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Epistemology / Psychology

Learning Self-Evident Concepts

This post is part of the series Self Evidence

Other posts in this series:

  1. Modernism and Concepts
  2. Learning Self-Evident Concepts (Current)
  3. Sentences and Definitions
  4. Sentences and Reasoning

No one is born knowing any concepts. So all concepts must be learned. But some concepts are self-evident. So they are not learning by any process of reasoning. These concepts are learned through the senses, by self-reflection, through action or by some combination of these.

Some self-evident concepts are learned through the senses. The concept red is learned the first time we see something red. We identify that color as being distinct and give it a name. The recognition of red as a distinct color just is learning the concept red. Learning that ” red” is the English name for this concept is a separate matter. Distinct sounds, smells, shapes, colors, tactile sensations and tastes are all learned this way. Memory is also a sense, so reflection on one’ s memory can also yield various concepts.

Other self-evident concepts are gained through action. Through our senses we see a particular action take place. By distinguishing this action from others, we learn action oriented concepts. This gives us such concepts as grab, jump, walk, go and talk. By reflecting on our memories of past actions, we may learn additional concepts as well.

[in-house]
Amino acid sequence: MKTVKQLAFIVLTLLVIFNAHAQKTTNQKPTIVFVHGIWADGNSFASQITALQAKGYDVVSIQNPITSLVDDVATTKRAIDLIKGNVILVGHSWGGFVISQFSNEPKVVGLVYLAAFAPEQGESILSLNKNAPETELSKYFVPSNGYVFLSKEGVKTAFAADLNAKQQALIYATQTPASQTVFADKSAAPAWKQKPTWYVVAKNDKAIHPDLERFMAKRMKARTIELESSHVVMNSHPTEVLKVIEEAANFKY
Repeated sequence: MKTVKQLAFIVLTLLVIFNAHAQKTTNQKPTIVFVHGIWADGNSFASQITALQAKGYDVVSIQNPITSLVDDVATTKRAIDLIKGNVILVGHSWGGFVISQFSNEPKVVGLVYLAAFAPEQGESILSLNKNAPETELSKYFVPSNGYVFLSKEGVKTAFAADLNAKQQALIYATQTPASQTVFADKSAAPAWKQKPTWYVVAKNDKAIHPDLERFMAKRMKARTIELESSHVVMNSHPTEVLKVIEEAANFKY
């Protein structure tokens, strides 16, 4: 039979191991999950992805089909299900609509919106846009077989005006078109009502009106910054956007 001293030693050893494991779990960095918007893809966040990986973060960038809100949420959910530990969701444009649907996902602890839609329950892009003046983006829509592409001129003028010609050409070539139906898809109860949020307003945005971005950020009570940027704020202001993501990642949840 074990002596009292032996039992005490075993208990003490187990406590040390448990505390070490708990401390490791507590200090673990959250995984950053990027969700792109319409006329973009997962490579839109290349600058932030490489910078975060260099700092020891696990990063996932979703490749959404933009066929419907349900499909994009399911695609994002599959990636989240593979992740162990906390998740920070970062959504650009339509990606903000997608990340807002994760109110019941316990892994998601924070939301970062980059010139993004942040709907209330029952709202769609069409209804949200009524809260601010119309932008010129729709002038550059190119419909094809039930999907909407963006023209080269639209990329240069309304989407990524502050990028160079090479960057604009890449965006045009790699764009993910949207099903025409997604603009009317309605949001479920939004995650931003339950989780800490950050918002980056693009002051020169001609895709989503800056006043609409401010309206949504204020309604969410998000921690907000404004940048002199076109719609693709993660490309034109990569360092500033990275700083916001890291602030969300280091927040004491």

The final way of learning concepts is by reflection. We can examine our own thoughts and memories and arrive at concepts that we could not think of otherwise. Our concept I (our concept that names ourselves), is one such example. We distinguish ourselves from the rest of the world and apply a name to us. Without reflection, such a name would not be possible. Neither our senses nor our actions tell us in any immediate way that we are distinct from the world. Some reflection is necessary to arrive at that conclusion.

There are numerous self-evident concepts. We might claim that our foundational concepts are all self-evident. There is no feasible way of listing all of them. Since some concepts are self-evident to one person but not another, this means that some people can immediate recognize distinctions that others require reasoned argument to notice.

There is one final point to notice. Self-evident concepts are shared with others simply in virtue of others dividing reality the same way that we do. If they chose to recognize a distinction that we did not recognize as existing, then there would be a conflict. This conflict would be so basic that no amount of reasoning could ever overcome it. No amount of reasoning can ever establish that such a thing happens or that it is reasonable to believe that it happens. In fact, all reasonable people simply don’ t believe that such a thing happens. This is for the same reason that skepticism was rejected in the case of self-evident truths.

Once we understand self-evident concepts, the next point of discourse will be self-evident operations on these concepts.

Continue reading this series:

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